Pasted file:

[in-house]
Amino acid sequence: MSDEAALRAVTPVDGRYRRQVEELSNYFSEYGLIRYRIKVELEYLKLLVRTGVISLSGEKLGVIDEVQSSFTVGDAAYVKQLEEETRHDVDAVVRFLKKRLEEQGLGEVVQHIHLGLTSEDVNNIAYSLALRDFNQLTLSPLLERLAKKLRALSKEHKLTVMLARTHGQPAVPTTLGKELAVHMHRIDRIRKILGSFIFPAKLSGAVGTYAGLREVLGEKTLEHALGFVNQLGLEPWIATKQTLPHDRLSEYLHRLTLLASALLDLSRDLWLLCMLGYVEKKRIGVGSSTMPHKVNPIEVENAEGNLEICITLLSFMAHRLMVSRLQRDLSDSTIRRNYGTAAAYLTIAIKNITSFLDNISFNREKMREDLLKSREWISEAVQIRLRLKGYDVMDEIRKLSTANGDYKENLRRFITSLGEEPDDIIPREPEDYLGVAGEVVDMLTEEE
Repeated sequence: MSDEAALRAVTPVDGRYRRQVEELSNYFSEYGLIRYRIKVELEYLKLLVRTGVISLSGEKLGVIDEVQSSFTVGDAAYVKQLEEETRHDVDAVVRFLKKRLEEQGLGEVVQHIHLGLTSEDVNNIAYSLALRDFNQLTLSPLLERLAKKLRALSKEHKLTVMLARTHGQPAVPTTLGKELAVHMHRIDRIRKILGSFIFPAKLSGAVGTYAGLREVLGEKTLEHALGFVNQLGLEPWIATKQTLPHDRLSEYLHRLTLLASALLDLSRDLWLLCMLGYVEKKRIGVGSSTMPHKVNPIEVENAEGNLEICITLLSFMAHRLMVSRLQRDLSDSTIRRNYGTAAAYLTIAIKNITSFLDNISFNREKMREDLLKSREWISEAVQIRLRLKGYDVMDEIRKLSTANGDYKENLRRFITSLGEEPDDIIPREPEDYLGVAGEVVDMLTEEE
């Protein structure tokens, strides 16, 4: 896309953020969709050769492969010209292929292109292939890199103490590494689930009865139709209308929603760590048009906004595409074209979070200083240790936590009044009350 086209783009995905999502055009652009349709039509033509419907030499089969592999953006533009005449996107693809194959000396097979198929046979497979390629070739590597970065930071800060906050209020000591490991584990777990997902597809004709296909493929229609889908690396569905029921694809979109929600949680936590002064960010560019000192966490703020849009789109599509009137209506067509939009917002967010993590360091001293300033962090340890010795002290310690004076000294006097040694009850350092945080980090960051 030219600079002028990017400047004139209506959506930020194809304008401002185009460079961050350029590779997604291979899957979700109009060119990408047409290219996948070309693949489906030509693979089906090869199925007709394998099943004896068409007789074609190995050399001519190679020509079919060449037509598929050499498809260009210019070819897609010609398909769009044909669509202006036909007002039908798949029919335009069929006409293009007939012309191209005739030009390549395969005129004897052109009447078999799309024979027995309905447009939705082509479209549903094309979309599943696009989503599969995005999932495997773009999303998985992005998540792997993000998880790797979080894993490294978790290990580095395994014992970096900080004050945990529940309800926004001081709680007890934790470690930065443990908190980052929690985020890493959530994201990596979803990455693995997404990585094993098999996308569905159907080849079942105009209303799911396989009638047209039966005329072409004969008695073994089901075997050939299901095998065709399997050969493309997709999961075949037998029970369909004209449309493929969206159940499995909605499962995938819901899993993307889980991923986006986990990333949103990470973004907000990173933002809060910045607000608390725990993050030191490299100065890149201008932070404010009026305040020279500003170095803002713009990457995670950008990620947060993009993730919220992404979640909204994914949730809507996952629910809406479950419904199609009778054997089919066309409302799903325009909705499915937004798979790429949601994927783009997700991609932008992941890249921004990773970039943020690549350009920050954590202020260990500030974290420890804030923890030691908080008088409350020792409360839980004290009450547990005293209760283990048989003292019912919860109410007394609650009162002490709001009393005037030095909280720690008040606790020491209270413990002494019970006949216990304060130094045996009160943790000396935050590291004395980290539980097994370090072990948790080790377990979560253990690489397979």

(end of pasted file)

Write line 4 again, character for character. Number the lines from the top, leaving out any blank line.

């Protein structure tokens, strides 16, 4: 896309953020969709050769492969010209292929292109292939890199103490590494689930009865139709209308929603760590048009906004595409074209979070200083240790936590009044009350 086209783009995905999502055009652009349709039509033509419907030499089969592999953006533009005449996107693809194959000396097979198929046979497979390629070739590597970065930071800060906050209020000591490991584990777990997902597809004709296909493929229609889908690396569905029921694809979109929600949680936590002064960010560019000192966490703020849009789109599509009137209506067509939009917002967010993590360091001293300033962090340890010795002290310690004076000294006097040694009850350092945080980090960051 030219600079002028990017400047004139209506959506930020194809304008401002185009460079961050350029590779997604291979899957979700109009060119990408047409290219996948070309693949489906030509693979089906090869199925007709394998099943004896068409007789074609190995050399001519190679020509079919060449037509598929050499498809260009210019070819897609010609398909769009044909669509202006036909007002039908798949029919335009069929006409293009007939012309191209005739030009390549395969005129004897052109009447078999799309024979027995309905447009939705082509479209549903094309979309599943696009989503599969995005999932495997773009999303998985992005998540792997993000998880790797979080894993490294978790290990580095395994014992970096900080004050945990529940309800926004001081709680007890934790470690930065443990908190980052929690985020890493959530994201990596979803990455693995997404990585094993098999996308569905159907080849079942105009209303799911396989009638047209039966005329072409004969008695073994089901075997050939299901095998065709399997050969493309997709999961075949037998029970369909004209449309493929969206159940499995909605499962995938819901899993993307889980991923986006986990990333949103990470973004907000990173933002809060910045607000608390725990993050030191490299100065890149201008932070404010009026305040020279500003170095803002713009990457995670950008990620947060993009993730919220992404979640909204994914949730809507996952629910809406479950419904199609009778054997089919066309409302799903325009909705499915937004798979790429949601994927783009997700991609932008992941890249921004990773970039943020690549350009920050954590202020260990500030974290420890804030923890030691908080008088409350020792409360839980004290009450547990005293209760283990048989003292019912919860109410007394609650009162002490709001009393005037030095909280720690008040606790020491209270413990002494019970006949216990304060130094045996009160943790000396935050590291004395980290539980097994370090072990948790080790377990979560253990690489397979």